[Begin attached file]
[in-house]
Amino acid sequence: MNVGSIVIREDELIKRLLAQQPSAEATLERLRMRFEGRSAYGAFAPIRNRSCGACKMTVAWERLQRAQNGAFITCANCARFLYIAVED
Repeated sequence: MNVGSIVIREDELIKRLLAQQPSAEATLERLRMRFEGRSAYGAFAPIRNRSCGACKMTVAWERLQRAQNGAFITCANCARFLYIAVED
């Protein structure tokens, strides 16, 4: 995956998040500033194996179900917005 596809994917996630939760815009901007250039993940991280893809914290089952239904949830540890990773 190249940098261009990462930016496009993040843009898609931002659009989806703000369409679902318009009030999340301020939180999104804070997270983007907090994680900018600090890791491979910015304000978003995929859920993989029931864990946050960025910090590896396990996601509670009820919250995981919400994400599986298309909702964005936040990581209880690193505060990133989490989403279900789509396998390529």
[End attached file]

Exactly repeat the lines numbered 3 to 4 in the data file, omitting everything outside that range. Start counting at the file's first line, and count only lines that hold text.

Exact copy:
Repeated sequence: MNVGSIVIREDELIKRLLAQQPSAEATLERLRMRFEGRSAYGAFAPIRNRSCGACKMTVAWERLQRAQNGAFITCANCARFLYIAVED
């Protein structure tokens, strides 16, 4: 995956998040500033194996179900917005 596809994917996630939760815009901007250039993940991280893809914290089952239904949830540890990773 190249940098261009990462930016496009993040843009898609931002659009989806703000369409679902318009009030999340301020939180999104804070997270983007907090994680900018600090890791491979910015304000978003995929859920993989029931864990946050960025910090590896396990996601509670009820919250995981919400994400599986298309909702964005936040990581209880690193505060990133989490989403279900789509396998390529």